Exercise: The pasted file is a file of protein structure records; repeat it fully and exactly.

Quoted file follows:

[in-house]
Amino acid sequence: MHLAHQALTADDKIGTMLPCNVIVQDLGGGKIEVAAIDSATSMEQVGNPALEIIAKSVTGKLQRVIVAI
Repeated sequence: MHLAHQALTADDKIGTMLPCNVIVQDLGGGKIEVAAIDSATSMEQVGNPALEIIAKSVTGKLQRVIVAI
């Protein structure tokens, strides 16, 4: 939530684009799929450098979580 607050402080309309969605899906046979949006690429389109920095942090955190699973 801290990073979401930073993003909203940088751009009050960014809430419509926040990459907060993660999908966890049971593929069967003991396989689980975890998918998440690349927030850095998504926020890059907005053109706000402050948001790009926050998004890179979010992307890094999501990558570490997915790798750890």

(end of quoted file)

[in-house]
Amino acid sequence: MHLAHQALTADDKIGTMLPCNVIVQDLGGGKIEVAAIDSATSMEQVGNPALEIIAKSVTGKLQRVIVAI
Repeated sequence: MHLAHQALTADDKIGTMLPCNVIVQDLGGGKIEVAAIDSATSMEQVGNPALEIIAKSVTGKLQRVIVAI
């Protein structure tokens, strides 16, 4: 939530684009799929450098979580 607050402080309309969605899906046979949006690429389109920095942090955190699973 801290990073979401930073993003909203940088751009009050960014809430419509926040990459907060993660999908966890049971593929069967003991396989689980975890998918998440690349927030850095998504926020890059907005053109706000402050948001790009926050998004890179979010992307890094999501990558570490997915790798750890």